Netflix’s latest film, ‘Texas Chainsaw Massacre’, has squandered the iconic character so well known in horror films, Sally Hardesty.
Spoiler alert! Don’t read this article if you haven’t watched the ‘Texas Chainsaw Massacre’.
‘ Texas Chainsaw Massacre ‘ was criticized for not being able to maximize the presence of Sally Hardesty, the original character from the first film. This disappointment was also expressed by Collider journalist, Chase Hutchinson, in his feature article.
Chase goes on to explain how the people behind the ‘ Texas Chainsaw Massacre ‘ don’t know what to do with Sally’s character. His brief appearance was one of the reasons he said that Sally was only brought up to increase the hype of the audience, especially horror film fans.
The character Sally also Chase said had been relegated to something “narrow“. That is, he is only seen as a character who appears because of his revenge alone. In fact, many aspects can be extracted from the character played by Olwen Fouere.
Check out the features that we have summarized below:
Sally’s first appearance that didn’t live up to expectations
The film ‘ Texas Chainsaw Massacre’ opens with a series of scenes such as a television report that narrates the events in the first film (which is also narrated by the narrator of the original film, John Larroquette), then the new character in the film, Lila (Elsie Fisher), asks where the one person is. only one survived, Sally Hardesty.
As it turns out, Sally had joined the Texas Ranger Division in pursuit of Leatherface, though never found him because he was wearing someone else’s face mask on his face.
Chase thinks that this is an opening that suggests that Sally will be an important element of this new story, building anticipation for the character’s return.
However, all of these predictions were wrong and immediately turned into a kind of deception to fool the audience into thinking that Sally would actually be a major part of the story. “This film not only doesn’t do anything interesting with the character, it completely squanders it,” Chase wrote.
The original Sally is a very iconic character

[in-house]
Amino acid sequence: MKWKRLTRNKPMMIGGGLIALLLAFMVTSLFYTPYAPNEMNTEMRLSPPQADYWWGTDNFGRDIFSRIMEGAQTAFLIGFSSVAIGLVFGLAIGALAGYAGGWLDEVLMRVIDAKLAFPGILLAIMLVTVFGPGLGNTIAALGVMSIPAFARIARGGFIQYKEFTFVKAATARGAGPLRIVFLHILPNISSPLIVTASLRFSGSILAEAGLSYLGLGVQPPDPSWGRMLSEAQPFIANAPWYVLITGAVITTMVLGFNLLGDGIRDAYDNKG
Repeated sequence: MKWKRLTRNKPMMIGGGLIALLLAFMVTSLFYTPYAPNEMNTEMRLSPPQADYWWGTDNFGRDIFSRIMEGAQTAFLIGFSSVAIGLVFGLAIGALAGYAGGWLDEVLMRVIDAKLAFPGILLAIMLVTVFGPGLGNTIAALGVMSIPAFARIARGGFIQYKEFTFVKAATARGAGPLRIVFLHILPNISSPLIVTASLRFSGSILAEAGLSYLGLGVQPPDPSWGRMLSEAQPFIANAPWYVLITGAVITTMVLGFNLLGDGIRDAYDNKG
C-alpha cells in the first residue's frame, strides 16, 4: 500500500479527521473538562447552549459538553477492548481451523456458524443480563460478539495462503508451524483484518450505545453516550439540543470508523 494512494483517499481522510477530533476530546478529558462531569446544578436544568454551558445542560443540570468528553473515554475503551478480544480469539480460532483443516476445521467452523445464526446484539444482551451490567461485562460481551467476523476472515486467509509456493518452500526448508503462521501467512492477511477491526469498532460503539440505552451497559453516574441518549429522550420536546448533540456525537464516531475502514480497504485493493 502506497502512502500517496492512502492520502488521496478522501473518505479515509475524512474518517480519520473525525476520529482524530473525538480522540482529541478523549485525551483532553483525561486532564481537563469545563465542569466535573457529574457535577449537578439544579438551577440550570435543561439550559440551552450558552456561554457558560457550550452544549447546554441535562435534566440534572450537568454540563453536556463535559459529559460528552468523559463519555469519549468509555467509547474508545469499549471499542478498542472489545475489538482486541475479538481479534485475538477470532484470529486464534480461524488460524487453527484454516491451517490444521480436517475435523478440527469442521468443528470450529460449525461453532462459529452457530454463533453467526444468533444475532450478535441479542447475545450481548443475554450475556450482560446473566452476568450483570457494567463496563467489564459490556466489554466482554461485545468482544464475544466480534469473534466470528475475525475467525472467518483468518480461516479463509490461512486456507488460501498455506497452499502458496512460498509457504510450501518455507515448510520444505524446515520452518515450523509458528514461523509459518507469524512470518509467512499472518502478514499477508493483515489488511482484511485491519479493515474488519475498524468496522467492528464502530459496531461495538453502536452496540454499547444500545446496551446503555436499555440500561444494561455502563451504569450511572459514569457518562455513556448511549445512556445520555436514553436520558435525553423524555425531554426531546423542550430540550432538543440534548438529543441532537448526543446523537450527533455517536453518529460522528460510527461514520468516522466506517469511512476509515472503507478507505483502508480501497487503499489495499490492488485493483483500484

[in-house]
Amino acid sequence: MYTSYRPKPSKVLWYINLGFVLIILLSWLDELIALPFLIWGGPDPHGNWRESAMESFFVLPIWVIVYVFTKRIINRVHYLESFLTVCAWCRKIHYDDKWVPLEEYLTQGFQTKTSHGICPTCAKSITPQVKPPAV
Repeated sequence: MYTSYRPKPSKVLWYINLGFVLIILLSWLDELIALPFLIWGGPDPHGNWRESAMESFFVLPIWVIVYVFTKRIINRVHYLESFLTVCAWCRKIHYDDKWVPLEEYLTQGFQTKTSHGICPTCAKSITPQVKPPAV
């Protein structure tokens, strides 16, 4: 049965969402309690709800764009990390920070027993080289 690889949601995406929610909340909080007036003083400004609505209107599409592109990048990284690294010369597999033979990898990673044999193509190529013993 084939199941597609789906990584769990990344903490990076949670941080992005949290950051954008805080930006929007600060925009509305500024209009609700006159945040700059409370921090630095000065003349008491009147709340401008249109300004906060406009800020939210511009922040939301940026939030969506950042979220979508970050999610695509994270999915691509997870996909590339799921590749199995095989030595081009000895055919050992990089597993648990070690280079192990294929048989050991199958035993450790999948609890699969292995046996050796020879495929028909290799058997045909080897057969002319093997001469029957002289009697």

Chase again brings to mind the iconic status that Sally had in the original film, as well as in the horror industry at large. The final scene of Tobe Hooper’s 1974 masterpiece remains one of the scariest and most influential horror films to date.
The audience was amazed by the chaos and beauty of the final scene. Sally ran away from Leatherface’s house screaming and laughing at the same time. The scene beautifully shows how a mixture of gripping terror is mixed with excitement. Sally has lost her brother Franklin, but she too is finally free from the horrors that must befall her.
Although it’s certainly difficult for them to reproduce the perfection of the scene, Chase regrets that ‘Texas Chainsaw Massacre’ doesn’t even want to match the perfection of the first film.
Instead, Sally’s entire role serves only as a ploy to generate interest in a weak sequel. Sally didn’t appear in the movie until it had been half an hour, when she got a call that Leatherface had returned.
Such a wasted character and the emptiness of Sally’s death
Sally’s death has no more weight or significance because of how little the character is present in the film. Despite being played well by Olwen Fouéré, Sally didn’t look like she was going to have a fistfight with Leatherface half an hour later, which was too late. Sally’s presence was almost unimportant.
To let a character of Sally’s caliber spend most of her role traveling in a car and then simply being killed is a mind-boggling decision that betrays the film’s vision.
In his death, he was truly thrown into a pile of garbage. This is an unintended indication of what the people behind the ‘Texas Chainsaw Massacre’ really think for the character Sally.